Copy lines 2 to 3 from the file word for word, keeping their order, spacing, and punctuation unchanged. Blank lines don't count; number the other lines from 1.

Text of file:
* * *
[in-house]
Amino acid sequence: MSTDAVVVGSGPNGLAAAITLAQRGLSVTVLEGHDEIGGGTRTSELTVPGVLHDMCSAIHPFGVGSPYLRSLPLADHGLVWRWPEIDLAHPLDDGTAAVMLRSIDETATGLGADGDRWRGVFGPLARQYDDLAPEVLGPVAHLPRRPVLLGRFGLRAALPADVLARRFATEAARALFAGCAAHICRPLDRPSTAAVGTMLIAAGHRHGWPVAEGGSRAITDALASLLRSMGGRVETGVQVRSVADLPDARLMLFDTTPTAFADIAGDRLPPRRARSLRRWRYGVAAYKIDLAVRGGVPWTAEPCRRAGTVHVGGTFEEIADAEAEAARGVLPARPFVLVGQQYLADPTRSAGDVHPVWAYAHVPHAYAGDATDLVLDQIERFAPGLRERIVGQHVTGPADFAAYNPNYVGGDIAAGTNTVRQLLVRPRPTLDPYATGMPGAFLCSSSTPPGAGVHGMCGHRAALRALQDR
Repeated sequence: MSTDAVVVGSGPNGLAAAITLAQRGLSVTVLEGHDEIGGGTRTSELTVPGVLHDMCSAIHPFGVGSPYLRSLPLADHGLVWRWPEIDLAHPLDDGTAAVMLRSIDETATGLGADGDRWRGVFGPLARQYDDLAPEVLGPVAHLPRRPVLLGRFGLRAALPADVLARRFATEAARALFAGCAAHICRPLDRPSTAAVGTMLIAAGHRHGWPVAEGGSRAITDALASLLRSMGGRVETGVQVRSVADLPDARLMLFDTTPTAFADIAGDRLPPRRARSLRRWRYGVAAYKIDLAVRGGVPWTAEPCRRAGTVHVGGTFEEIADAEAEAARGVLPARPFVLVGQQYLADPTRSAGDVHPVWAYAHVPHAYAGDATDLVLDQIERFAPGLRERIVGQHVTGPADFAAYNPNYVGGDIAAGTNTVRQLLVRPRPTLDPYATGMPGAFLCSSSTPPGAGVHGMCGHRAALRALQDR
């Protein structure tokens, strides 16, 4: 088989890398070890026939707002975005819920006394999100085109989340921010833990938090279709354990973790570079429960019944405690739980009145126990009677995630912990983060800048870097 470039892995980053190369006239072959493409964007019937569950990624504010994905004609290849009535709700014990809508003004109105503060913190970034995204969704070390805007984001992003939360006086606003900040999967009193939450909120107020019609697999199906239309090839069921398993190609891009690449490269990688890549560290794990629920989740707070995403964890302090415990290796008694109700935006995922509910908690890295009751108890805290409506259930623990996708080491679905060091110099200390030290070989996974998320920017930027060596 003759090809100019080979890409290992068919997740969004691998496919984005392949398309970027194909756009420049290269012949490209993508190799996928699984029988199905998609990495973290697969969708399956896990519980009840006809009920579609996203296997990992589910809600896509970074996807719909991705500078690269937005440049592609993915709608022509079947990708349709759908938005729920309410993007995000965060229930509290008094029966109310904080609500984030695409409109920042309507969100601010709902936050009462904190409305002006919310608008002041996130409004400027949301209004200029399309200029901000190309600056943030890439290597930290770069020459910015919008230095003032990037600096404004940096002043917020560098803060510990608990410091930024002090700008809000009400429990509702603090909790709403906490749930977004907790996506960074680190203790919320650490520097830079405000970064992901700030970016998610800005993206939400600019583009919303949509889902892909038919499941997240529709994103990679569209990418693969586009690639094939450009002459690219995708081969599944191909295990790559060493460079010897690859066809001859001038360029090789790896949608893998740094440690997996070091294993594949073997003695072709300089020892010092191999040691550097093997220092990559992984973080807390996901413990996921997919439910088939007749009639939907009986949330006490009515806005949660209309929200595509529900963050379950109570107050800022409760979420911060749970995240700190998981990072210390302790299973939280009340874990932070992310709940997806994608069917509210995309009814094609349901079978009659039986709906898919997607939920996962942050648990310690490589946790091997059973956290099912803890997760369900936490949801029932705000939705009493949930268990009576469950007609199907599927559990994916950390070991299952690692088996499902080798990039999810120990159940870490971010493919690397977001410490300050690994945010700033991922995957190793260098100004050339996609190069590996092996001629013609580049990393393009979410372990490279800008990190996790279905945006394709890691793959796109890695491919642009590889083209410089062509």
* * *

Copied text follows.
Amino acid sequence: MSTDAVVVGSGPNGLAAAITLAQRGLSVTVLEGHDEIGGGTRTSELTVPGVLHDMCSAIHPFGVGSPYLRSLPLADHGLVWRWPEIDLAHPLDDGTAAVMLRSIDETATGLGADGDRWRGVFGPLARQYDDLAPEVLGPVAHLPRRPVLLGRFGLRAALPADVLARRFATEAARALFAGCAAHICRPLDRPSTAAVGTMLIAAGHRHGWPVAEGGSRAITDALASLLRSMGGRVETGVQVRSVADLPDARLMLFDTTPTAFADIAGDRLPPRRARSLRRWRYGVAAYKIDLAVRGGVPWTAEPCRRAGTVHVGGTFEEIADAEAEAARGVLPARPFVLVGQQYLADPTRSAGDVHPVWAYAHVPHAYAGDATDLVLDQIERFAPGLRERIVGQHVTGPADFAAYNPNYVGGDIAAGTNTVRQLLVRPRPTLDPYATGMPGAFLCSSSTPPGAGVHGMCGHRAALRALQDR
Repeated sequence: MSTDAVVVGSGPNGLAAAITLAQRGLSVTVLEGHDEIGGGTRTSELTVPGVLHDMCSAIHPFGVGSPYLRSLPLADHGLVWRWPEIDLAHPLDDGTAAVMLRSIDETATGLGADGDRWRGVFGPLARQYDDLAPEVLGPVAHLPRRPVLLGRFGLRAALPADVLARRFATEAARALFAGCAAHICRPLDRPSTAAVGTMLIAAGHRHGWPVAEGGSRAITDALASLLRSMGGRVETGVQVRSVADLPDARLMLFDTTPTAFADIAGDRLPPRRARSLRRWRYGVAAYKIDLAVRGGVPWTAEPCRRAGTVHVGGTFEEIADAEAEAARGVLPARPFVLVGQQYLADPTRSAGDVHPVWAYAHVPHAYAGDATDLVLDQIERFAPGLRERIVGQHVTGPADFAAYNPNYVGGDIAAGTNTVRQLLVRPRPTLDPYATGMPGAFLCSSSTPPGAGVHGMCGHRAALRALQDR